Two Air Force Academy cadets win Rhodes Scholarships

Cadet 1st Class James Brahm and Cadet 1st Class Madison Tung.


By DEBBIE KELLEY | The Gazette (Colorado Springs, Colo.) | Published: November 21, 2018

COLORADO SPRINGS, Colo. (Tribune News Service) — Three of the 32 winners of the 2019 Rhodes Scholarship have ties to Colorado Springs, and two recipients of the prestigious award, which pays for college seniors to study at Oxford University in England in the fall, are cadets at the U.S. Air Force Academy.

Cadet 1st Class James Brahm, of Huntsville, Ala., is majoring in computer science, with a minor in Chinese and nuclear weapons and strategy; and Cadet 1st Class Madison Tung, of Santa Monica, Calif., is double majoring in mathematics and humanities. She also is pursuing a minor in Chinese.

The third winner, Serene Singh, is majoring in political science and journalism at University of Colorado in Boulder.

Singh is the 20th Rhodes Scholarship recipient from CU Boulder and the first in 25 years. She's also the first woman from the campus to win the scholarship.

The cadets are the Air Force Academy's 40th and 41st recipients of the award since it was established in 1902 by philanthropist Cecil Rhodes.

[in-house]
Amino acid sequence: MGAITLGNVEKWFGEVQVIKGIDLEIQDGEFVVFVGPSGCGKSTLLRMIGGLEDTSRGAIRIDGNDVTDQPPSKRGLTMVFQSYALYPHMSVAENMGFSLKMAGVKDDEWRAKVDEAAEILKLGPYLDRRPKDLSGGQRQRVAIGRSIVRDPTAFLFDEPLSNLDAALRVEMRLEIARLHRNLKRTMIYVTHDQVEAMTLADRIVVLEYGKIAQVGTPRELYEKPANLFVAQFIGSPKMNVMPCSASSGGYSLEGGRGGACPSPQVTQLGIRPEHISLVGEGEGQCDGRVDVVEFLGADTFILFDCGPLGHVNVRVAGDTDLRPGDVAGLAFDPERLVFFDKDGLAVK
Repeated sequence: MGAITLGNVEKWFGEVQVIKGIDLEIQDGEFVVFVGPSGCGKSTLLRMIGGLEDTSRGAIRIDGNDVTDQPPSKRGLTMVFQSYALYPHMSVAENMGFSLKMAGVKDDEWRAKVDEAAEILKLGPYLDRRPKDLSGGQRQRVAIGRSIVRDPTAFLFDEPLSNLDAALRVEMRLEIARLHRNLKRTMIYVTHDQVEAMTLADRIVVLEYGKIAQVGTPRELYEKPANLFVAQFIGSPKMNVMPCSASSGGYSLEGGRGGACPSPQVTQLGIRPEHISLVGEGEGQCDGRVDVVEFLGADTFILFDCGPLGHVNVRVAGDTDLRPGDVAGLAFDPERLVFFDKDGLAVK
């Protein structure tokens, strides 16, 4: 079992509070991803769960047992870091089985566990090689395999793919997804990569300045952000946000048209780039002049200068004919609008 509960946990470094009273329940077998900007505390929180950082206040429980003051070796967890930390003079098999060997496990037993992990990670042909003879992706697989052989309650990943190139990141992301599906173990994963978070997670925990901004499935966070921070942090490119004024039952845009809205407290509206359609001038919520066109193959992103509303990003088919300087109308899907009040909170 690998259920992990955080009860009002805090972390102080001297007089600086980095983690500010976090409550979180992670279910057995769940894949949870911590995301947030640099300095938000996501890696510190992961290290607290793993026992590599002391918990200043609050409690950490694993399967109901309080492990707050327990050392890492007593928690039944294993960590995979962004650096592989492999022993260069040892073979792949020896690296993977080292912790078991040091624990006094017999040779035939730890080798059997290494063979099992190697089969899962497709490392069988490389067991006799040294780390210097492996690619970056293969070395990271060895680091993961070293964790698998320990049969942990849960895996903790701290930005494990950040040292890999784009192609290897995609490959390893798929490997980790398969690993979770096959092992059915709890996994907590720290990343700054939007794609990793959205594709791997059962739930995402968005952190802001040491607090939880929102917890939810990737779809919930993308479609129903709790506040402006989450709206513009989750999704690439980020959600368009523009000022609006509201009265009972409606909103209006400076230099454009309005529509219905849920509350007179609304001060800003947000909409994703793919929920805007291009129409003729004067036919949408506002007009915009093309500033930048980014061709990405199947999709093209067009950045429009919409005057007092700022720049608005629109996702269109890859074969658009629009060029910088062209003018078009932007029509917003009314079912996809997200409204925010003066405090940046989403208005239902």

Brahm is a Truman Scholar who has a computer science-related patent pending with the U.S. Patent Office. He commands the Wing Information Services Team, which ensures IT support to 4,000 cadets. He has worked extensively in cybersecurity.

Tung, also a Truman Scholar, researches the use of artificial intelligence and other mathematical techniques. She's a six-time All-American, national champion in women's wrestling.

Singh holds the titles of Miss Colorado Teen 2016 and America’s Junior Miss. She also won a Boettcher Scholarship and a Truman Scholarship. She started a nonprofit, the Serenity Project, Brave Enough to Fly, to empower at-risk women through skills she's gained in pageantry.

Rhodes Scholarship winners are selected on academic achievement, personal integrity and leadership potential, among other attributes.

“A Rhodes Scholar should show great promise of leadership,” Elliot F. Gerson, the American secretary of the Rhodes Trust, said in a news release. “In short, we seek outstanding young men and women of intellect, character, leadership and commitment to service.”

Applicants must be endorsed by their college or university. This year, more than 2,500 students sought their university’s endorsement, and 880 students were endorsed by 281 colleges.

Nearly half of this year’s 32 recipients are immigrants or first-generation Americans.

The scholarship pays all college fees, provides a stipend and transportation to and from England, for an award of up to $70,000 per year for up to four years.

©2018 The Gazette (Colorado Springs, Colo.)
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